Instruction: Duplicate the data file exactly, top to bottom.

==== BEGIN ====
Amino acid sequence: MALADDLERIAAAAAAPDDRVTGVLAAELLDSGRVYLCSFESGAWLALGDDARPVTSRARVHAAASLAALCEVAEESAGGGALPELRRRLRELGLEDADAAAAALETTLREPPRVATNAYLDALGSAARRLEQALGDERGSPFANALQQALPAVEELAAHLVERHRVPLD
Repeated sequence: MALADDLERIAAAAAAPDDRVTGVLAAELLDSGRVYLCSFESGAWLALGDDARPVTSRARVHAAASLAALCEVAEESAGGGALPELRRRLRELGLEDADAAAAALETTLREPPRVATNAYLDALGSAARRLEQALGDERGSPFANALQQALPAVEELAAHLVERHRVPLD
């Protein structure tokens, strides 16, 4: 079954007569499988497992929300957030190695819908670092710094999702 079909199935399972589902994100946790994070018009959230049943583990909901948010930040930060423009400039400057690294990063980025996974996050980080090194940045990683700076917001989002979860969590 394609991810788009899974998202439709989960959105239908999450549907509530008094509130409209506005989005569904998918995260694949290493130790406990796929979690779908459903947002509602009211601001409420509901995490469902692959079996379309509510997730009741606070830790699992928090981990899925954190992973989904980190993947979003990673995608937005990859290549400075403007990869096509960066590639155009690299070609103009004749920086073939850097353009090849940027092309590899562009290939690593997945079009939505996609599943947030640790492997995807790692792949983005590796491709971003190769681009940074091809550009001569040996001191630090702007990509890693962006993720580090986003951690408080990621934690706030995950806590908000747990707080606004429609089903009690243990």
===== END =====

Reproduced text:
Amino acid sequence: MALADDLERIAAAAAAPDDRVTGVLAAELLDSGRVYLCSFESGAWLALGDDARPVTSRARVHAAASLAALCEVAEESAGGGALPELRRRLRELGLEDADAAAAALETTLREPPRVATNAYLDALGSAARRLEQALGDERGSPFANALQQALPAVEELAAHLVERHRVPLD
Repeated sequence: MALADDLERIAAAAAAPDDRVTGVLAAELLDSGRVYLCSFESGAWLALGDDARPVTSRARVHAAASLAALCEVAEESAGGGALPELRRRLRELGLEDADAAAAALETTLREPPRVATNAYLDALGSAARRLEQALGDERGSPFANALQQALPAVEELAAHLVERHRVPLD
């Protein structure tokens, strides 16, 4: 079954007569499988497992929300957030190695819908670092710094999702 079909199935399972589902994100946790994070018009959230049943583990909901948010930040930060423009400039400057690294990063980025996974996050980080090194940045990683700076917001989002979860969590 394609991810788009899974998202439709989960959105239908999450549907509530008094509130409209506005989005569904998918995260694949290493130790406990796929979690779908459903947002509602009211601001409420509901995490469902692959079996379309509510997730009741606070830790699992928090981990899925954190992973989904980190993947979003990673995608937005990859290549400075403007990869096509960066590639155009690299070609103009004749920086073939850097353009090849940027092309590899562009290939690593997945079009939505996609599943947030640790492997995807790692792949983005590796491709971003190769681009940074091809550009001569040996001191630090702007990509890693962006993720580090986003951690408080990621934690706030995950806590908000747990707080606004429609089903009690243990």